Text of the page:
The Washington Post reported on Monday that President Trump "personally dictated" his son Don Jr.'s initial statement about the meeting he attended with a Russian lawyer to obtain opposition research on Hillary Clinton. In the time since, comments made by Trump's lawyer that appear to contradict the Post's sources have resurfaced.
White House press secretary Sarah Sanders commented on the report during Tuesday's briefing, saying, "The president weighed in, as any father would, based on the limited information that he had."
The statement in question claimed, misleadingly, that Don Jr.'s meeting last summer was primarily held to discuss adoption policy. Later, the younger Trump decided to publish an email chain that clearly showed he agreed to the meeting in order to receive research on Clinton. If the Post report is correct, Trump "personally dictated" a highly misleading statement, but if Sanders' claim that he merely "weighed in" is a closer description of the truth, he could have "weighed in" to drive the statement in any direction.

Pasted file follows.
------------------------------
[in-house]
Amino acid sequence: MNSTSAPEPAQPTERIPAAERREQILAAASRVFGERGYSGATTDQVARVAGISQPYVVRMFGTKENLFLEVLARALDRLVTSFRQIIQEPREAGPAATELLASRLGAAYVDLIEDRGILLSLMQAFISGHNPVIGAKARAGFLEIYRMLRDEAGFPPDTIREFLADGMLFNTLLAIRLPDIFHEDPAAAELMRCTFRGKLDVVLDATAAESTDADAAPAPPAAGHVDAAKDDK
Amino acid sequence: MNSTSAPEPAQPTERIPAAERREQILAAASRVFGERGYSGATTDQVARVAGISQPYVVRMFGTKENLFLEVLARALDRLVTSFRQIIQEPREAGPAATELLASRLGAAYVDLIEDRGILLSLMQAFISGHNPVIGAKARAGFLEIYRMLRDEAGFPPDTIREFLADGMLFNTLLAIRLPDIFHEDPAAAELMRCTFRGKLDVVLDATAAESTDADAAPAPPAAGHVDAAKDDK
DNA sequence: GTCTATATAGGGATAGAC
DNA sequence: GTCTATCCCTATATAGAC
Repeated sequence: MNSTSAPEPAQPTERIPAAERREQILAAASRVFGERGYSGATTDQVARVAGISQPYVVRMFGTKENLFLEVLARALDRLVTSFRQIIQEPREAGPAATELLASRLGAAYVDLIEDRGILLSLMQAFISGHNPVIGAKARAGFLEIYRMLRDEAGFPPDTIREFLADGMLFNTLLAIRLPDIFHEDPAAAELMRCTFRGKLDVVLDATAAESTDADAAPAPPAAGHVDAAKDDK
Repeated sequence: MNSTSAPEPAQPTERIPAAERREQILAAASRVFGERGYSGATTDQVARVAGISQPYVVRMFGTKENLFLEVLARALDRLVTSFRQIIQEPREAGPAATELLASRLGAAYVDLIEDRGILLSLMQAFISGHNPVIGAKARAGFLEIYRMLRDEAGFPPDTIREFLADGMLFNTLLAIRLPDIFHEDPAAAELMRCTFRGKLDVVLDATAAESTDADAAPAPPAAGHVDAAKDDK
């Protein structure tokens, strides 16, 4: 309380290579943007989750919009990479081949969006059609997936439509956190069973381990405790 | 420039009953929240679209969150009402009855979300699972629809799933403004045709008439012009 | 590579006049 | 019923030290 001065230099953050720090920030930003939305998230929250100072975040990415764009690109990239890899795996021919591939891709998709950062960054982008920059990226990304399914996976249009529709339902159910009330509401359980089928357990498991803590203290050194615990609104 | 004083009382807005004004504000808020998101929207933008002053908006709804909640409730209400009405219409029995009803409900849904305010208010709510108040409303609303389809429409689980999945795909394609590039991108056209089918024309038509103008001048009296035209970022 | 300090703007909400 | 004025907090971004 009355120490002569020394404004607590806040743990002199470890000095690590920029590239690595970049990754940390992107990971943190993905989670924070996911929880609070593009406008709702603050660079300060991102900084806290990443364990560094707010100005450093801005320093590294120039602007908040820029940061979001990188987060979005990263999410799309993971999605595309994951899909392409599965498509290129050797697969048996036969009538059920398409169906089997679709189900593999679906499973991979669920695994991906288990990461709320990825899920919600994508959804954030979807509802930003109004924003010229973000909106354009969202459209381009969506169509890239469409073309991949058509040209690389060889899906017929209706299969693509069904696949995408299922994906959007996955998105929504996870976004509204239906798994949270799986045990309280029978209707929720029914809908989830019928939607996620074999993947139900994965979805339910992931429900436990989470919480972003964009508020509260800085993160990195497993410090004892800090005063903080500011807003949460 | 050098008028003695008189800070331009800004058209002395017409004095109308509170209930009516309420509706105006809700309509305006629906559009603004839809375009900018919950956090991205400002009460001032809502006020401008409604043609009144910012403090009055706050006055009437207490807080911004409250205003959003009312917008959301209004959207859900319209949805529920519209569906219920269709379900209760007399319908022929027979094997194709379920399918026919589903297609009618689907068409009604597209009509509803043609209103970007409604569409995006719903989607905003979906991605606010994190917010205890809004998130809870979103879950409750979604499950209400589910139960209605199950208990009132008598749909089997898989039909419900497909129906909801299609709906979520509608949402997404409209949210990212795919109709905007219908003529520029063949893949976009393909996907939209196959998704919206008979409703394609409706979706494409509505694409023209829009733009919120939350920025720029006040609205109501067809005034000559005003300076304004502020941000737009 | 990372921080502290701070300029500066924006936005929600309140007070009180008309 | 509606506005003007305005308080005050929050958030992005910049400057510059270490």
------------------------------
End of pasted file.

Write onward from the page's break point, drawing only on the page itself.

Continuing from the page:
Aaron Blake of the Washington Post highlighted claims made by Trump's personal lawyer, Jay Sekulow, in early July after the story broke.
"I do want to be clear — that the president was not involved in the drafting of the statement and did not issue the statement," Sekulow said.
He also stated, "The president didn't sign off on anything. He was coming back from the G-20 [summit], the statement that was released on Saturday, was released by Donald Trump Jr. and, I'm sure, in consultation with his lawyers. The president wasn't involved in that."
That obviously contradicts the Post's report that Trump "personally dictated" the statement. But it technically does not contradict Sanders' account of the situation. Trump could have "weighed in" without being "involved in the drafting" process or "[signing] off on anything." It's a tedious distinction, but a distinction nonetheless.
If the president's personal lawyer went on national television programs and actively lied about Trump's involvement with the statement -- and that involvement included dictating a deceptive release -- then there is obviously a problem. But at least for now, Sekulow and Sanders are consistent with one another. The question is whether those accounts are consistent with the truth.
Emily Jashinsky is a commentary writer for the Washington Examiner.